Marie and Ben Moller are the founders of Elephant Sands, which they’ve made bigger and more prominent as the visitors come in more significant numbers. I’m speaking of the elephants, of course.
Poachers have been killing wildlife, especially elephants, for over fifty years. In 2014, Botswana decided to ban hunting. Interestingly, when it became a “Poaching Free” zone, elephants from neighboring areas started migrating to Botswana and to the Moller’s land.
Not just the end of poaching, but the need for water has also driven the elephants onto their property. Elephants can either smell water half a country away or have excellent tusker social media amongst one another in a way that’s impossible for us to understand. Whatever brings them, it’s good for Marie, Ben, their daughter Saskia and her husband Mike Toth for without the elephants, they have no clientele. But with the damage a thirsty elephant can do, success in doing what they love has become a tricky line to walk. They’re very fond of the elephants, but giving both them and their guests what they need is challenging. Luckily, they’ve always managed even though 60% of elephants now live and drink from Elephants Sands.
They drink from the pool, destroy windows to get to the bathrooms’ faucets and toilets, and, sadly, do what they must if they don’t get to the good stuff by drinking sewage water. Due to climate change, there aren’t many other options anymore. While watching these beautiful animals suffer, which wasn’t easy, you can’t help but wonder when it’s our turn to fight over this precious resource. Like us, elephants feel sadness, love, grief, compassion and joy. I’ll never be convinced they don’t understand their time is running short. They seem desperate to get to a life-sustaining sip of water, but not to the point of aggression; they take what they can get and are happy for it.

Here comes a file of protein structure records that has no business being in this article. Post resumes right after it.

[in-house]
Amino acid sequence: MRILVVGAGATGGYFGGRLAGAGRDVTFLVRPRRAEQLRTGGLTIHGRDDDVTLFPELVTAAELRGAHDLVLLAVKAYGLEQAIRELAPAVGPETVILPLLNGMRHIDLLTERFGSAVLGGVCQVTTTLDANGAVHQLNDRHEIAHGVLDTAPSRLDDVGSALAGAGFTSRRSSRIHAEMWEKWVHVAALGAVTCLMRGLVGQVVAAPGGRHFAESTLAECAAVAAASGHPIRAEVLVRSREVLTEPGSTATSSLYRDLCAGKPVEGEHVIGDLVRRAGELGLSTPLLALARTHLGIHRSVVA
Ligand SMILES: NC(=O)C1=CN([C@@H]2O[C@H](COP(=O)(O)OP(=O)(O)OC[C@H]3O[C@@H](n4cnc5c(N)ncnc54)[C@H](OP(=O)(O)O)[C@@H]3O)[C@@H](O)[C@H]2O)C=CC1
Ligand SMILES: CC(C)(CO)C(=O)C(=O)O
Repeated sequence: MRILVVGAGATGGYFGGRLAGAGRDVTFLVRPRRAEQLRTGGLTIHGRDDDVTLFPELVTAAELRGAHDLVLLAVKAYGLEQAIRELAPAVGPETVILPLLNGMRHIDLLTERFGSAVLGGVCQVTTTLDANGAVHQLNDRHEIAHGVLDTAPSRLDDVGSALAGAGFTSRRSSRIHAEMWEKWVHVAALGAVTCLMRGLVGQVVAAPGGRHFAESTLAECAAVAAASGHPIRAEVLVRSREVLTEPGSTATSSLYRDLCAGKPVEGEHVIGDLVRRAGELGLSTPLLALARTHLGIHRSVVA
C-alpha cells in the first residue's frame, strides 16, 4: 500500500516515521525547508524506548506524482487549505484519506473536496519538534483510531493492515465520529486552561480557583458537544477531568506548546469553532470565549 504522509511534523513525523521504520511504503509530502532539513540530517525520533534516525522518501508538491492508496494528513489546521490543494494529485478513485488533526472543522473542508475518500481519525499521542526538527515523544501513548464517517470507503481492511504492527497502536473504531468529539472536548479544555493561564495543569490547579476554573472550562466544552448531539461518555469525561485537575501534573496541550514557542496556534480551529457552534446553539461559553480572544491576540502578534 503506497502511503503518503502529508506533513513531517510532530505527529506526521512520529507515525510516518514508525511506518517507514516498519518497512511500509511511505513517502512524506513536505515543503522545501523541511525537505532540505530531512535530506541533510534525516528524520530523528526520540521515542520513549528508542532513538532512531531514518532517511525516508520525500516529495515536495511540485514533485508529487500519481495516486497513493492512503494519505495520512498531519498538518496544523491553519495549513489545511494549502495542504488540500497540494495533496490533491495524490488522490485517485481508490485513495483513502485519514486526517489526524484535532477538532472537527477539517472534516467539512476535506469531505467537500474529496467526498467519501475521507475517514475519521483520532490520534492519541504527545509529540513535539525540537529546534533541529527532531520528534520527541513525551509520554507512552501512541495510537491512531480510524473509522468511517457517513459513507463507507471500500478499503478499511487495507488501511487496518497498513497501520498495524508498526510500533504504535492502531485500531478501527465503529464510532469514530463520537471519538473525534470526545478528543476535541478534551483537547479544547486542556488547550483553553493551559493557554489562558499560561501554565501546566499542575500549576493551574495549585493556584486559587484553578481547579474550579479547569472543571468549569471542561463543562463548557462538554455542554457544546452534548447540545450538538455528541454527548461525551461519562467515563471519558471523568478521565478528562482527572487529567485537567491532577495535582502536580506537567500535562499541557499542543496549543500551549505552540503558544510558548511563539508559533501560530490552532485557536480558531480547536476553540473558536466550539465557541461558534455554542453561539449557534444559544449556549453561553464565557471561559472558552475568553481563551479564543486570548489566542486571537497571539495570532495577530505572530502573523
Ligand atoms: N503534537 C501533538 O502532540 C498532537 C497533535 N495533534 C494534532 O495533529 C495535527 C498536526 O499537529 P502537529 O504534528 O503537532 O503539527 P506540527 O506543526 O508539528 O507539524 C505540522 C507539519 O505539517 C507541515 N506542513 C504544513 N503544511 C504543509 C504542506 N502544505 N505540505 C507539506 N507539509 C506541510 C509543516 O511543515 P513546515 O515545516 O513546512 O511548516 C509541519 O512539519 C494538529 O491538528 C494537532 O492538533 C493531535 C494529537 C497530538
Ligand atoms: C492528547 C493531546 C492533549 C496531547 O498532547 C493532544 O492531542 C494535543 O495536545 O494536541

The hardest part of the film to watch is when these beauties are forced to stand silently by and watch as humans gleefully swim in a pool. The pool, filled with what their lack of is their death sentence. Possibly out of spite and carefully edited, it’s after they see this that they drink most of the water out of the pool and relieve themselves in it. Swim in that, people!
The Moller’s have dogs that help herd their thirsty friends. A tiny Yorkie named Pieter, who thinks he’s the size of his charges, makes an excellent guard dog when it’s his watch. Some of the pachyderms have been named. This aids you in understanding the plight of the mammoths… and to feel much more than you may have.
Mary has two calves who aren’t always appreciated by the bulls at the watering hole. That storyline is heartbreaking.
Benny is injured and due to rules set by the Department of Wildlife, they aren’t allowed to help him. Nature has to run its course. At one point, Benny shows that he trusts Marie and Ben in a way elephants never do, so they step in and do what they can to get him some care.
There are a few difficult scenes to get beyond. Still, for the most part, this truly is a must-see for anyone who cares about this planet and its life forms. You’ll see some gorgeous cinematography during this documentary and witness these people put everything on the line for something other than themselves. They’re willing to barely stay afloat to ensure an elephant lives another day.
I won’t lie, this is a tough watch, but watch is what you must do. At this rate, elephants will be gone in a decade. As it’s suggested in the film, we can save them if we try hard enough. Elephants are beautiful, remarkable beings. We have to want this enough! I hope we do but fear we don’t. See what Botswana has done since 2019 for the reason I feel this way.
Directed by: Louise Hogarth
Written by: Louise Hogarth, Lynn Webb
Starring: Jerome Flynn
Run Time: 1h 22m
“Elephant Refugees” releases on Digital November 18.